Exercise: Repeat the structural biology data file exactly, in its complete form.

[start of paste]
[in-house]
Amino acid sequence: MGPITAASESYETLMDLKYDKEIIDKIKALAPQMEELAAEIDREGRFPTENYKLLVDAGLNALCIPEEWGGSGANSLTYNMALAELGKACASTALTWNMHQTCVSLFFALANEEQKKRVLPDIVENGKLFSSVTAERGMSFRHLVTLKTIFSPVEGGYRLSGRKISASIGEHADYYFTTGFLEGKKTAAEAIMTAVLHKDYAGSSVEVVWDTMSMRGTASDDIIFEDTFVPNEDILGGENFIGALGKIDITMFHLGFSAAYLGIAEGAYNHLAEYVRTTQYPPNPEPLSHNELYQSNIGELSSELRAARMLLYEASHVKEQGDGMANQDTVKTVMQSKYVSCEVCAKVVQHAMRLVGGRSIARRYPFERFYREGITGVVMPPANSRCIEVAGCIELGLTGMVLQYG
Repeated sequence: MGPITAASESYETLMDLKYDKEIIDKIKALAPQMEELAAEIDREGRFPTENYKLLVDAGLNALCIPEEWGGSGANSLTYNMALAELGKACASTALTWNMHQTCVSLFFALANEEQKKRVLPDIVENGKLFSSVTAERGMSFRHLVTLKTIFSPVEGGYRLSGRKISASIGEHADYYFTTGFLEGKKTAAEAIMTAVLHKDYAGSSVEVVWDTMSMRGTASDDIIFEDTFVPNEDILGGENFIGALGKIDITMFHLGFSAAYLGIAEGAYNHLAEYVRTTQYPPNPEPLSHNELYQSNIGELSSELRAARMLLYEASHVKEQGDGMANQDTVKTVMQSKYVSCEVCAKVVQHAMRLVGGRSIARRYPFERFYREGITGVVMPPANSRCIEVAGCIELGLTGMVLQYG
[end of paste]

[in-house]
Amino acid sequence: MGPITAASESYETLMDLKYDKEIIDKIKALAPQMEELAAEIDREGRFPTENYKLLVDAGLNALCIPEEWGGSGANSLTYNMALAELGKACASTALTWNMHQTCVSLFFALANEEQKKRVLPDIVENGKLFSSVTAERGMSFRHLVTLKTIFSPVEGGYRLSGRKISASIGEHADYYFTTGFLEGKKTAAEAIMTAVLHKDYAGSSVEVVWDTMSMRGTASDDIIFEDTFVPNEDILGGENFIGALGKIDITMFHLGFSAAYLGIAEGAYNHLAEYVRTTQYPPNPEPLSHNELYQSNIGELSSELRAARMLLYEASHVKEQGDGMANQDTVKTVMQSKYVSCEVCAKVVQHAMRLVGGRSIARRYPFERFYREGITGVVMPPANSRCIEVAGCIELGLTGMVLQYG
Repeated sequence: MGPITAASESYETLMDLKYDKEIIDKIKALAPQMEELAAEIDREGRFPTENYKLLVDAGLNALCIPEEWGGSGANSLTYNMALAELGKACASTALTWNMHQTCVSLFFALANEEQKKRVLPDIVENGKLFSSVTAERGMSFRHLVTLKTIFSPVEGGYRLSGRKISASIGEHADYYFTTGFLEGKKTAAEAIMTAVLHKDYAGSSVEVVWDTMSMRGTASDDIIFEDTFVPNEDILGGENFIGALGKIDITMFHLGFSAAYLGIAEGAYNHLAEYVRTTQYPPNPEPLSHNELYQSNIGELSSELRAARMLLYEASHVKEQGDGMANQDTVKTVMQSKYVSCEVCAKVVQHAMRLVGGRSIARRYPFERFYREGITGVVMPPANSRCIEVAGCIELGLTGMVLQYG